IIE has been the first organization that I’ve worked at where I can be open and authentic about my identity on my terms. Over the past seven years at IIE, I’ve seen a lot of growth in DEIA representation and an acceptance of the work to be done in the company’s approach to welcoming, developing, and supporting diverse team members. Participating with the LGBTQIA+ affinity group has expanded my connections with other queer team members across our offices and provided a community that can openly engage on challenges that are unique to our own experiences and a support network that helps to navigate those challenges when they arise. This network helps us to be better team members in our own roles, create safe environments for new team members to engage with, and advocate for IIE to continue growing in their support for team members of diverse identities in our daily work.

Alex Iadanza (they/them), IIE Washington, D.C. 
(photographed far right)

How has international education enriched your life personally and professionally? 

International education has enriched my life personally by introducing me to new ways of understanding queer community and culture. In 2019, I studied abroad in Amsterdam as a Gilman Scholarship recipient. While I was out and open regarding my sexuality at the time, I was closeted in my identity as a non-binary person. The accepting and inclusive culture of the Netherlands and the friendships I formed with other trans and non-binary students helped to bolster my confidence and acceptance of my own identity.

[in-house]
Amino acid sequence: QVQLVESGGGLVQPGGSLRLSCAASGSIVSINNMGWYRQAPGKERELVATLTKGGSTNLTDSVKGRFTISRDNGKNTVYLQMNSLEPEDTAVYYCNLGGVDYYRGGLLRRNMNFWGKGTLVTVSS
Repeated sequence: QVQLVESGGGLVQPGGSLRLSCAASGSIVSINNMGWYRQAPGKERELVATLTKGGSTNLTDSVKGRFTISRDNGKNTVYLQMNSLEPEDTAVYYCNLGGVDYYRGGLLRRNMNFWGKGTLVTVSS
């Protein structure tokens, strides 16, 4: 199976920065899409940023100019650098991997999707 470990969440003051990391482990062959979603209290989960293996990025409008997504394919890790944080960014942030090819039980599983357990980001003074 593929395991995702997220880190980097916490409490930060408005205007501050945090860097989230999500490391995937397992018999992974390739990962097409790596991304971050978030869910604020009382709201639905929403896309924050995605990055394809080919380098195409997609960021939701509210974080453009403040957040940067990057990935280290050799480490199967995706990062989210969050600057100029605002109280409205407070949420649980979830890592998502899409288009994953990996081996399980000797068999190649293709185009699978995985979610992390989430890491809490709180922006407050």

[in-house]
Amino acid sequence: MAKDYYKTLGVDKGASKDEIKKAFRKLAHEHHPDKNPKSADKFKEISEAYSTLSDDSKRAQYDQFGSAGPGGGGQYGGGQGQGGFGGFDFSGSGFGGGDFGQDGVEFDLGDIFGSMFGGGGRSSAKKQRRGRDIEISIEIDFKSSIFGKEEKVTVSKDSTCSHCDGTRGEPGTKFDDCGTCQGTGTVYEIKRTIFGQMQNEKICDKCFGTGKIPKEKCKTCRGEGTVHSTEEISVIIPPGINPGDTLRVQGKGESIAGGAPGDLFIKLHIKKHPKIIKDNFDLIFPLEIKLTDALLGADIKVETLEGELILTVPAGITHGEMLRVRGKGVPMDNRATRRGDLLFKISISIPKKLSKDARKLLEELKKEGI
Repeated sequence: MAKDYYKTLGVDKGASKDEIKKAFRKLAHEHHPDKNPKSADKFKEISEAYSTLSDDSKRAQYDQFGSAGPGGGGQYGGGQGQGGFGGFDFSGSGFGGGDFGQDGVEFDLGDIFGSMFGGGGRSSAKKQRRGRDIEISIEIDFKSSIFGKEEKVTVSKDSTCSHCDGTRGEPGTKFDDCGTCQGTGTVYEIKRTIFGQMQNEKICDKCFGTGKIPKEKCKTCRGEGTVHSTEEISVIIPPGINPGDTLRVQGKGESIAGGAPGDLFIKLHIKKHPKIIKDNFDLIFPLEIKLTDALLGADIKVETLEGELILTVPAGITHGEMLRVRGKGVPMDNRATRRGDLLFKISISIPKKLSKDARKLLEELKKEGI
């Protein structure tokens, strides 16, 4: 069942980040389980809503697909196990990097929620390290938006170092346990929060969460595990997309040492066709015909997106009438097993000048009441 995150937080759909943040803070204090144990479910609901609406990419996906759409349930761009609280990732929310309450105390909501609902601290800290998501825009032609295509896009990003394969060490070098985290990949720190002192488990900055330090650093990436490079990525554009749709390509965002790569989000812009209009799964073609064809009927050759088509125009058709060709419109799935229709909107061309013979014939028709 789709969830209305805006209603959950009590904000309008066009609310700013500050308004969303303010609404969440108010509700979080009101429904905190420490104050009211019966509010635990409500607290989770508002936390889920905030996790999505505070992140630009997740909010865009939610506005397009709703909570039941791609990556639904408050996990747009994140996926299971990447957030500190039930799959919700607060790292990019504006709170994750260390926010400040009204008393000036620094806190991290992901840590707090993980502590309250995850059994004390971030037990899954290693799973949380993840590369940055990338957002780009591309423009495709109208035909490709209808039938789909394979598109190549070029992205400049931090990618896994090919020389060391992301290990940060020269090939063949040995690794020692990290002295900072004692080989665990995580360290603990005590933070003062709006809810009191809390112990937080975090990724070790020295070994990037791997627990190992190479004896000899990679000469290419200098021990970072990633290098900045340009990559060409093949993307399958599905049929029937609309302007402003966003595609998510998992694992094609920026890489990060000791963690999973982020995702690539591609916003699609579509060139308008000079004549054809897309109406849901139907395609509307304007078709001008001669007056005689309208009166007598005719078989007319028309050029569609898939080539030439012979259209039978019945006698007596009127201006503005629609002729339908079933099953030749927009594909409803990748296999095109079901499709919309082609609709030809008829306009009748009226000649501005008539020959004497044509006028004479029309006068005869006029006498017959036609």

What impacts would you like to see higher education bring about among LGBTQIA+ communities? 

The role and responsibility of higher education goes beyond just educating. To foster genuine inclusion, higher education must create opportunities for LGBTQ+ students, professors, and staff to thrive, such as in the recruiting and mentoring of LGBTQ+ students, scholars, and staff. Additionally, higher education institutions and organizations should advocate for trans and non-binary inclusive systems and facilities, such as accessible all-gender bathrooms and IT systems that allow a seamless input of pronouns and chosen names. 

What book/documentary/exhibit could you recommend to those looking to learn more and/or celebrate Pride Month? 

I would recommend the ACLU “At Liberty” podcast’s The Century-Long Fight Over Transgender Youth episode. For a more comprehensive read, I would say try Susan Stryker’s “Transgender History.” 

At IIE, we believe that diversity, equity, inclusion, and access (DEIA) are critically important to engaging thoughtfully with the world and remain deeply committed to these principles. IIE’s LGBTQ+ affinity group is comprised of IIE team members in various IIE office locations. The affinity groups are a key part of IIE’s people-driven approach to pursuing and advancing its DEIA Commitment. There are five groups in addition to the LGBTQIA+; they are Asian and Pacific Islander Heritage; Black Heritage, Dis/Ability and Accessibility, Hispanic and Latinx Heritage, and Mental Health and Wellbeing affinity groups.